– Sexual intercourse is a material element of many sexual offences, including incest and rape. Sexual intercourse is limited to vaginal penetration by a penis and would therefore exclude other equally traumatic and invasive acts like penetration by an object or oral sex....
– The offence of sexual intercourse is defined as being with a girl under the age of fifteen (15), and excludes young male victims.
– The conduct of parents or guardians who encourage or condone sexual exploitation of their children whether female or male, is not criminalized....
– Rules of evidence and procedure are not sufficiently sensitized to the special needs of child witnesses and victims. Lengthy delays, intimidating cross examinations and strict rules of evidence are all features of Saint Vincent and the Grenadines's legal system. [These] compromise a child's right to participate comfortably and effectively in criminal justice proceedings.
– There is no legislation which specifically and exclusively addresses the care and protection of children who are abused. Saint Vincent and the Grenadines' child protection mandate is found in its Juvenile Act which deals very extensively with children in conflict with the law. The child protection provisions of this legislation fail to provide for the essential components of a case involving abuse, such as reporting, investigation, removal, placement, recovery and follow-up.... (World Bank July 2006, 7-8)
Citing the 10 October 2001 CRC report, the World Bank report also indicates that "[t]he care and protection of children who are victims of sexual and other forms of abuse [is] woefully inadequate." (July 2006, 7). The World Bank report notes that the government does not run a facility specifically for "abandoned or abused children" (July 2006....
This Response was prepared after researching publicly accessible information currently available to the Research Directorate within time constraints. This Response is not, and does not purport to be, conclusive as to the merit of any particular claim for refugee protection. Please find below the list of additional sources consulted in researching this Information Request.
Canada. 9 July 2006. Canadian High Commission in Trinidad and Tobago, Port of Spain. Correspondence from an immigration officer.
Marion House. 23 October 2007. Correspondence from the Director.
Saint Vincent and the Grenadines. 31 October 2007. Family Court. Correspondence from the President of the Family Court.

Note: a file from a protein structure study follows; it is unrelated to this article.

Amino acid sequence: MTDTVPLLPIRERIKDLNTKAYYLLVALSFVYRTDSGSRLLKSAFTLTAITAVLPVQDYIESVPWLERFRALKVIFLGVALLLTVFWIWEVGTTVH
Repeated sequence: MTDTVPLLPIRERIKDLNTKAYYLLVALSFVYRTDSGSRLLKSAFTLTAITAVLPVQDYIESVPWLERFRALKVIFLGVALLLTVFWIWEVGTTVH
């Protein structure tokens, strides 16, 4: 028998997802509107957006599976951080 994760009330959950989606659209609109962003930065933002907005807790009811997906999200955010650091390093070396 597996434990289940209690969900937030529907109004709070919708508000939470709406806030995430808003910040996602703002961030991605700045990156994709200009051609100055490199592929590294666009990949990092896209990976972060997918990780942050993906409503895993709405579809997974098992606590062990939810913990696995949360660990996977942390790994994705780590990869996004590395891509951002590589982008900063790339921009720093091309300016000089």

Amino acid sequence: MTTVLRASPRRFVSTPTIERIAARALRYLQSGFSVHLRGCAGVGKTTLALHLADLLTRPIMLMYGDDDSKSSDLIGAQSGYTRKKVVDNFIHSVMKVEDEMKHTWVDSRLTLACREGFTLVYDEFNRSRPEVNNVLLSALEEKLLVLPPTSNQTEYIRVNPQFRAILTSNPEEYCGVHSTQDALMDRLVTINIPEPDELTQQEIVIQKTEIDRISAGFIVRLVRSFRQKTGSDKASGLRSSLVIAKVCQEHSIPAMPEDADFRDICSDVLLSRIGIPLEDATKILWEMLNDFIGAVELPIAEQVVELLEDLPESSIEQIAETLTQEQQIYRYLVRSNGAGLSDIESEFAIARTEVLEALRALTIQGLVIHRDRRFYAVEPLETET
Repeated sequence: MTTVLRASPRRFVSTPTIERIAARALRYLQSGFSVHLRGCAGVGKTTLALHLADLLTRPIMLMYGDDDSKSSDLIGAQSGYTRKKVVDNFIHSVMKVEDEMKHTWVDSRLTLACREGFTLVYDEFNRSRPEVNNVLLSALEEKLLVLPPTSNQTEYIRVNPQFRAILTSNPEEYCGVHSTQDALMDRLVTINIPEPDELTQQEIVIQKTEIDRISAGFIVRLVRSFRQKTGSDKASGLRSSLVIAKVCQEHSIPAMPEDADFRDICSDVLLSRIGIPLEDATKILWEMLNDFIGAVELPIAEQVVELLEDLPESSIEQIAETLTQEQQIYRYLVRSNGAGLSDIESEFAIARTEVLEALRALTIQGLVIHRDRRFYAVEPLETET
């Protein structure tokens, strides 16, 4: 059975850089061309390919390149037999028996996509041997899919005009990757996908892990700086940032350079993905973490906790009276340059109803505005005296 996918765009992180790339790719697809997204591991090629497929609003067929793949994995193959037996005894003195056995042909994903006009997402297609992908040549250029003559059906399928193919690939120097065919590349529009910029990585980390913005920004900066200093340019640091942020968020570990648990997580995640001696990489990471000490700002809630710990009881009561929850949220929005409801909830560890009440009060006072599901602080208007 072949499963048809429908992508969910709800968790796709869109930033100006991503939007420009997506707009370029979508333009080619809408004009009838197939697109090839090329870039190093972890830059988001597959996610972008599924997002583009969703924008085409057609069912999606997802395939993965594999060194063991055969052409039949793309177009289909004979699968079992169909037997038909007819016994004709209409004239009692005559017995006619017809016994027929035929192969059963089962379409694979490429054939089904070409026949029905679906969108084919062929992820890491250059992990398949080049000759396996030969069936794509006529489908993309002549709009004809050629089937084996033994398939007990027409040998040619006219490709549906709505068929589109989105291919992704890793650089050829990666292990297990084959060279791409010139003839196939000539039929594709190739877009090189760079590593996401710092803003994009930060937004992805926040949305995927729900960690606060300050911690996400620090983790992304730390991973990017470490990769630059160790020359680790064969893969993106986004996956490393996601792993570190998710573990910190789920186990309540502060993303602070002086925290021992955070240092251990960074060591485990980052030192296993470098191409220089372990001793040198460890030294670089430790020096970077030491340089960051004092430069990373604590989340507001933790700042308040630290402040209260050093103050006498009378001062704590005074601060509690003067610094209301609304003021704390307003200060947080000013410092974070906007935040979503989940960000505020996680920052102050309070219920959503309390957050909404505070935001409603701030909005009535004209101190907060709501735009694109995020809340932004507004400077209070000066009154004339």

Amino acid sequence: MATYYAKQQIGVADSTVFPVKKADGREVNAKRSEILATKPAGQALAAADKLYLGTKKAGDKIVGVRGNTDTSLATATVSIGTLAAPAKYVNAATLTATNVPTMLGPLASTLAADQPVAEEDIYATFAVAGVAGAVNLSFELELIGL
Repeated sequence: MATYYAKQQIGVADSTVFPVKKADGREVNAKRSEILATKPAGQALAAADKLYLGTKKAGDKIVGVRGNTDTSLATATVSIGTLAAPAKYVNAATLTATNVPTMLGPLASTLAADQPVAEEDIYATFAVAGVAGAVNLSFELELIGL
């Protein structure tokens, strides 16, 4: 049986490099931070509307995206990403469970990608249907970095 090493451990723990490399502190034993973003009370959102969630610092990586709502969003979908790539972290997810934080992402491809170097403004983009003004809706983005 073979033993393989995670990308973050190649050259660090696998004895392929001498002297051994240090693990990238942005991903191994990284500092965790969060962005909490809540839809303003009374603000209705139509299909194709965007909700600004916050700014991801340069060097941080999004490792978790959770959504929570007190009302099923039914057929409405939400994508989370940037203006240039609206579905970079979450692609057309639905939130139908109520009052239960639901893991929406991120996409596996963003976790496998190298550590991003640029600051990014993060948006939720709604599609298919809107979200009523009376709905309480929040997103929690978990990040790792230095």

United Nations (UN). 16 October 2006. UN Children's Fund (UNICEF), Eastern Caribbean Office. Correspondence from a senior programme officer.
_____. 13 June 2002. Committee on the Rights of the Child (CRC). Consideration of Reports Submitted by States Parties Under Article 44 of the Convention: Concluding Observations of the Committee on the Rights of the Child – Saint Vincent and the Grenadines. (CRC/C/15/Add.184)
_____. 10 October 2001. Committee on the Rights of the Child (CRC). Consideration of Reports Submitted by States Parties Under Article 44 of the Convention: Initial Reports of States Parties Due in 1995 – Saint Vincent and the Grenadines. (CRC/C/28/Add.18)
World Bank. July 2006. Jacqueline Sealy-Burke. "Protecting Children Affected by AIDS in the Caribbean: Recommendations for Legal Reform in Saint Vincent and the Grenadines."
Additional Sources Consulted
Oral Sources: The Saint Vincent and the Grenadines Human Rights Association (SVGHRA), the Caribbean Association for Feminist Research and Action (CAFRA) and the Saint Vincent and the Grenadines Ministry of National Mobilization, Social Development, NGO Relations, Family, Gender Affairs and Persons with Disabilities did not respond within the time constraints of this Response. The United Nations Children's Fund Office (UNICEF) for Barbados and the Eastern Caribbean did not respond to an October 2007 request for information.
Internet sites, including : Amnesty International (AI), Caribbean Net News, United Nations Economic Commission for Latin America and the Caribbean (ECLAC), Human Rights Watch (HRW), United Nations Children's Fund (UNICEF), Organization of American States (OAS), United States Department of State.